The U.S. Department of Health and Human Services (HHS) announced on September 4 more than $1.8 billion in funding to states to continue the Trump administration’s efforts to combat the opioid crisis by expanding access to treatment and supporting near real-time data on the drug overdose crisis.
The Centers for Disease Control and Prevention announced more than $900 million in new funding for a three-year cooperative agreement with states, territories, and localities to advance the understanding of the opioid overdose epidemic and to scale-up prevention and response activities, releasing $301 million for the first year. The Substance Abuse and Mental Health Services Administration awarded approximately $932 million to all 50 states as part of its State Opioid Response grants. By the end of 2019, HHS will have awarded more than $9 billion in grants to states and local communities to help increase access to treatment and prevention services since the start of the Trump administration.
HHS Secretary Alex Azar said the country is seeing the first drop in overdose deaths in more than two decades, more Americans are getting treatment for addiction, and lives are being saved. “At the same time, we are still far from declaring victory. We will continue executing on the Department’s 5-Point strategy for combating the opioid crisis, and laying the foundation for a healthcare system where every American can access the mental healthcare they need.”
This funding from CDC will help state and local governments track overdose data as closely to real-time as possible and support them in work to prevent overdoses and save lives. Funding for the first year is being awarded to 47 states, Washington, D.C., 16 localities, and two territories.
Over the past decade, reporting of mortality data has improved substantially, mainly due to improvements in reporting by state vital records offices. CDC has worked diligently to provide financial and technical assistance to help improve the quality, timeliness, and specificity of surveillance data in states and communities across the nation, and these funds will continue to support this critical work. States may report nonfatal data as quickly as every two weeks and report fatal data every six months.
The State Opioid Response grants from the Substance Abuse and Mental Health Services Administration provide flexible funding to state governments to support prevention, treatment, and recovery services in the ways that meet the needs of their state. HHS has worked to ensure that this grant program, made possible by funding President Trump secured from Congress in 2018, is focused on providing evidence-based treatment, including the gold standard for treating opioid addiction: medication-assisted treatment. These grants have been awarded to all 50 states, Washington, D.C., and U.S. territories. In addition to the approximately $500M released earlier this year, SAMHSA released $932M in continuation funding to support the second year of the State Opioid Response program.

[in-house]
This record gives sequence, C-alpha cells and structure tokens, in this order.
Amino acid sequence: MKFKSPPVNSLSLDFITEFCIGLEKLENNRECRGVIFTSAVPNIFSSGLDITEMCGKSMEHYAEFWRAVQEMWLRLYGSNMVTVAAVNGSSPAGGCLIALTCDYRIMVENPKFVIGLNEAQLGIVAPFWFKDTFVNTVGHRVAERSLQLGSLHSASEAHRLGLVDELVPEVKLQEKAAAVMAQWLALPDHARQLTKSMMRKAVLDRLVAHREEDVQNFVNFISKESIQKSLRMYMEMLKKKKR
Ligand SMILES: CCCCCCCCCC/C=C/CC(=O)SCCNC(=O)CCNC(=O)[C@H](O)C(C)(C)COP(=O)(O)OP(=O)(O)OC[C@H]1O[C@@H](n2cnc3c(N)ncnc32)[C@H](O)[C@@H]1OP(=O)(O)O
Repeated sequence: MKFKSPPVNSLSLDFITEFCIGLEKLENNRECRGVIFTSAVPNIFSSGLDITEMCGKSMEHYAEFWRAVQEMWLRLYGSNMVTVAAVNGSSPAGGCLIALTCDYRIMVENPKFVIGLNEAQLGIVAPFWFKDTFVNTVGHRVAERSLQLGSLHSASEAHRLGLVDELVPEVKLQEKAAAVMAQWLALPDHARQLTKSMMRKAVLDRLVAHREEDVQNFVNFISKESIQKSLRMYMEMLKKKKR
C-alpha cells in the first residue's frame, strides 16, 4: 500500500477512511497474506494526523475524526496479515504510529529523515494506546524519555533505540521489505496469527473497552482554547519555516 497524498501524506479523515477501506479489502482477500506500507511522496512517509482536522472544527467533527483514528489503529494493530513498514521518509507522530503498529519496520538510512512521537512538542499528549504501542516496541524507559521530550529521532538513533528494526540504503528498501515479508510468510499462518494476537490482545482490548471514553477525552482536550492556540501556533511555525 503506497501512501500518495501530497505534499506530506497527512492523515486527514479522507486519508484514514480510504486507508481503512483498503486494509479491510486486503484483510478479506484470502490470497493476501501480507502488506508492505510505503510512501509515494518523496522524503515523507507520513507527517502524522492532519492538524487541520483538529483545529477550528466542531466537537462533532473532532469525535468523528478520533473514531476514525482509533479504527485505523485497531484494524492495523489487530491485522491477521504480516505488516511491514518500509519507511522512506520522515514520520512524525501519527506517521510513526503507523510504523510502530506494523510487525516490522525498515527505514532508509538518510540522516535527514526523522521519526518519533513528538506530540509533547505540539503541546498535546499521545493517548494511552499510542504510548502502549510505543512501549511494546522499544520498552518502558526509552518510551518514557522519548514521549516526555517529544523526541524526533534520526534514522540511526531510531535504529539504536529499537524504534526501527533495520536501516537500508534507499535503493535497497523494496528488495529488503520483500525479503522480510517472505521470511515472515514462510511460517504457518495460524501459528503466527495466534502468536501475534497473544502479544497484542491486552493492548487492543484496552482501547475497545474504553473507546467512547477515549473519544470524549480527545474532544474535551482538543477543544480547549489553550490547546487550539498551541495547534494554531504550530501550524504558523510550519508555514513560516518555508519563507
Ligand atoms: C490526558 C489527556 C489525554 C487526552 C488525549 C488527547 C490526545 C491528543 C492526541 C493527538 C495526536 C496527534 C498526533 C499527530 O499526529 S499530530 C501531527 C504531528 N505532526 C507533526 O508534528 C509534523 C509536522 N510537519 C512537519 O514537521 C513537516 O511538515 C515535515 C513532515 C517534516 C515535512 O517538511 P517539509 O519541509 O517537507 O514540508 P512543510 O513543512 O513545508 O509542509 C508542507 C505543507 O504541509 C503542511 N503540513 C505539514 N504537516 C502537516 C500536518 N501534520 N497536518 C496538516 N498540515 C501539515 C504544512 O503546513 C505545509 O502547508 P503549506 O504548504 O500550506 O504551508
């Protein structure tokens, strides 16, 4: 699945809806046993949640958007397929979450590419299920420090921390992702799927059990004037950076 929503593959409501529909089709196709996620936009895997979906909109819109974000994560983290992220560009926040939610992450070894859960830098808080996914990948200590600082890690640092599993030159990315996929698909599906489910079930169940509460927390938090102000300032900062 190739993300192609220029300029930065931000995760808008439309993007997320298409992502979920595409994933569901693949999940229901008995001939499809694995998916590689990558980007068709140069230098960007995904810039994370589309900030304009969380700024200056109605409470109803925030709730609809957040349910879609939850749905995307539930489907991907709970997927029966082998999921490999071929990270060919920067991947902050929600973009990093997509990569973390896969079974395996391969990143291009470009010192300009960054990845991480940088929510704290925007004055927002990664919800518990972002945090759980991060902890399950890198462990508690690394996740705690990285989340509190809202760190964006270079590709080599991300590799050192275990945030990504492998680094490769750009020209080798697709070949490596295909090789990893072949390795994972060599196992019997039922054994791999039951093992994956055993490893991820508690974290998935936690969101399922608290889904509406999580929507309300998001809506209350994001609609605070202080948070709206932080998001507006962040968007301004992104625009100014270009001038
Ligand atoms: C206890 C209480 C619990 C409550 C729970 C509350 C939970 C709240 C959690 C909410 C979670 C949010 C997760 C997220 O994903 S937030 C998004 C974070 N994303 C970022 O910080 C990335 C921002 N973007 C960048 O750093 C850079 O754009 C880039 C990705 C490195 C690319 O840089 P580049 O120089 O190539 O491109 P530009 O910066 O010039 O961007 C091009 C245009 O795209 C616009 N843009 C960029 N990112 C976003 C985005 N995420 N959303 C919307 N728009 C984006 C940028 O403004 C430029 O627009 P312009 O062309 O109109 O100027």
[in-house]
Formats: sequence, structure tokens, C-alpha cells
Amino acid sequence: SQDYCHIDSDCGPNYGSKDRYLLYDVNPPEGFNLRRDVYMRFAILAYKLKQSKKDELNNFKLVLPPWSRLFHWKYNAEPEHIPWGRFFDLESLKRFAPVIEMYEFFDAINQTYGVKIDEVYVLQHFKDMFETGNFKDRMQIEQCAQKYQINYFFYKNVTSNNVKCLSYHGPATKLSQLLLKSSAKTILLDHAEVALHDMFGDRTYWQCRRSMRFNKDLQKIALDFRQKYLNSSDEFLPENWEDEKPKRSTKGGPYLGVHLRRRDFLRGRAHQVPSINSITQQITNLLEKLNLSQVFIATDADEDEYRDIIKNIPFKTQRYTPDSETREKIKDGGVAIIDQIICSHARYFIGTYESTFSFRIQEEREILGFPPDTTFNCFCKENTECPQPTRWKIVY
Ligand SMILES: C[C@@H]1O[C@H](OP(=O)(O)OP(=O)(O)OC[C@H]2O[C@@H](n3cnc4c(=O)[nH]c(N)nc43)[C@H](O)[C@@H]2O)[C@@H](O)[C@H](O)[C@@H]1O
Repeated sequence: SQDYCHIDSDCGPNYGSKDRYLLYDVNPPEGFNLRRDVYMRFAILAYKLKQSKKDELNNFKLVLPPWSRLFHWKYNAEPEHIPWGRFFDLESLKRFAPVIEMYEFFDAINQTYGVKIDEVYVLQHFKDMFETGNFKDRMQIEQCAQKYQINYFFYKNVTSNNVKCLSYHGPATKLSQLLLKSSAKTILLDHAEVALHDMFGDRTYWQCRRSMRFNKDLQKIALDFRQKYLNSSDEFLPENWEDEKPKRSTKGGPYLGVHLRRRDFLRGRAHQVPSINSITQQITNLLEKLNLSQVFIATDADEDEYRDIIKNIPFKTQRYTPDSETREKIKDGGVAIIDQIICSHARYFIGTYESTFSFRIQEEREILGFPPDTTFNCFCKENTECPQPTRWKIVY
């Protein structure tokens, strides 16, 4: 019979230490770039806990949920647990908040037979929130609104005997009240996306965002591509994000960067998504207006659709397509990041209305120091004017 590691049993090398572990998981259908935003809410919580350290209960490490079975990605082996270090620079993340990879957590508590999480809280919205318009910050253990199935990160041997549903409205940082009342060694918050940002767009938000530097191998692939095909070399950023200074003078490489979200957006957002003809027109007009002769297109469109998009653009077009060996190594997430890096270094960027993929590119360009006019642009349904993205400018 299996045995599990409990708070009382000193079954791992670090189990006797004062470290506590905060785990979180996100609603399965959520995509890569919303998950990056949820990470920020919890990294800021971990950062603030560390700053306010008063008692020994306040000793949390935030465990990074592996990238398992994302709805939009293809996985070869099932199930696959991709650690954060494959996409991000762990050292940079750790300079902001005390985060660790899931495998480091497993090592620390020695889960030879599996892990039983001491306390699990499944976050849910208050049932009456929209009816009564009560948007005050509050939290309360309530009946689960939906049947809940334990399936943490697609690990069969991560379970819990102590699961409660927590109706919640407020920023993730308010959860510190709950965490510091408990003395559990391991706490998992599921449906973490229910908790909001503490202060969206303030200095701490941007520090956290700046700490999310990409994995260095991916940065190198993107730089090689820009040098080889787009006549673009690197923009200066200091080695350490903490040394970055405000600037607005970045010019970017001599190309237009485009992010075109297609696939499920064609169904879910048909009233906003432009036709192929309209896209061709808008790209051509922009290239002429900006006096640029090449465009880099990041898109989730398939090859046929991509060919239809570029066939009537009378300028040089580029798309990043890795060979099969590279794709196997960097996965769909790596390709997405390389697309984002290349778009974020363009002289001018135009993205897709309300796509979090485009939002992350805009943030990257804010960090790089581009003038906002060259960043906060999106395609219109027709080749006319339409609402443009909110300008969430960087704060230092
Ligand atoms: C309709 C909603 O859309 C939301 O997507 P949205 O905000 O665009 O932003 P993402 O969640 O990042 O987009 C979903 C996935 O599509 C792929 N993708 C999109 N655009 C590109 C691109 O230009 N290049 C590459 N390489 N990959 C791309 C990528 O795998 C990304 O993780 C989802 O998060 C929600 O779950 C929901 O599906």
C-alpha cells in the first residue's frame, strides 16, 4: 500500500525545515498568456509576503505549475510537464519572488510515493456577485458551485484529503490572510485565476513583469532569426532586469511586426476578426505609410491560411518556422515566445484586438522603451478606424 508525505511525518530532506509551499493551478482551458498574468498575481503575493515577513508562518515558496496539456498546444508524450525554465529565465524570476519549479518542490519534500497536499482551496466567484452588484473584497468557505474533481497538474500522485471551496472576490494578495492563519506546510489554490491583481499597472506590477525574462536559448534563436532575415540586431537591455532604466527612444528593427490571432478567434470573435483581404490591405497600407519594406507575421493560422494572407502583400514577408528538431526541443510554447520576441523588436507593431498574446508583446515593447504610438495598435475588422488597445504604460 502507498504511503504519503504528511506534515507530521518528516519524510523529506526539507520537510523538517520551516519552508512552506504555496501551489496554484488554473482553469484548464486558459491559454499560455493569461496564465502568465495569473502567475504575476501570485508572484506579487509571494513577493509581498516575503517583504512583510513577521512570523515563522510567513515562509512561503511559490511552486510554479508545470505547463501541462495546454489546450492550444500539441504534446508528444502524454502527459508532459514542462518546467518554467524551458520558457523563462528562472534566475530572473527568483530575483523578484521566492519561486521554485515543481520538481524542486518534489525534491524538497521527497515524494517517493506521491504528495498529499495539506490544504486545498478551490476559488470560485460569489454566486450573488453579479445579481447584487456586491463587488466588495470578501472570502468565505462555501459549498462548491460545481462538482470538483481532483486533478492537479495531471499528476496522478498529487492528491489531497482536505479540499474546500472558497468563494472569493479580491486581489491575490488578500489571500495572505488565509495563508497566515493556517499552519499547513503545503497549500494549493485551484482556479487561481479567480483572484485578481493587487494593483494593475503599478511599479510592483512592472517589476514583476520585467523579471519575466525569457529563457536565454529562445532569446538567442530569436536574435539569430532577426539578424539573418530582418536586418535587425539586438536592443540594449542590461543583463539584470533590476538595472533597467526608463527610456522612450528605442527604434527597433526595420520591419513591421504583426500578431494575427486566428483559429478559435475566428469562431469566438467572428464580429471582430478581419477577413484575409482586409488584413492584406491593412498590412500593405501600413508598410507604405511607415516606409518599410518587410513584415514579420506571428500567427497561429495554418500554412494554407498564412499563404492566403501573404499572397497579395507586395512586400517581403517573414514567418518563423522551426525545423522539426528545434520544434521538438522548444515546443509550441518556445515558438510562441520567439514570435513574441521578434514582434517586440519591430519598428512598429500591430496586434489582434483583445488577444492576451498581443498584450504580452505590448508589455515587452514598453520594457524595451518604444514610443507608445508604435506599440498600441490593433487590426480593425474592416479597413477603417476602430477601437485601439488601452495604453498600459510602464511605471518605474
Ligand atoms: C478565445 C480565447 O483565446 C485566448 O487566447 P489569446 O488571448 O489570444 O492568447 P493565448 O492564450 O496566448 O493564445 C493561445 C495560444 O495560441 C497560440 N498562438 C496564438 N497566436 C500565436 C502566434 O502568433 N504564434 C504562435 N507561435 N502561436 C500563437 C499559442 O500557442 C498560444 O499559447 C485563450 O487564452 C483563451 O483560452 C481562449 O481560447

These grants come after the Health Resources and Services Administration, in August, awarded nearly $400 million in grants to community health centers, rural organizations, and academic institutions to help them establish and expand access to substance abuse and mental health services.
Earlier this month, HHS also proposed to modernize regulations that can pose significant barriers to caring for Americans struggling with substance use disorders, including opioid addiction, to make sure they get the effective, coordinated care they need.
Efforts to expand treatment are succeeding: Data suggests approximately 1.27 million Americans are now receiving medication-assisted treatment, out of approximately 2 million Americans with opioid use disorder. Since President Trump took office, the number of patients receiving buprenorphine has increased 28 percent, and the number of naltrexone prescriptions per month has increased 55 percent.
From 2017 to 2018, provisional counts of drug overdose deaths dropped by five percent, and overdose deaths from opioids went down 2.8 percent from 2017 to 2018. The number of individuals reporting pain reliever misuse decreased from 2017 to 2018 by 11 percent, with fewer than 10 million Americans now reporting misuse. Heroin-related opioid use disorder also decreased significantly among young adults.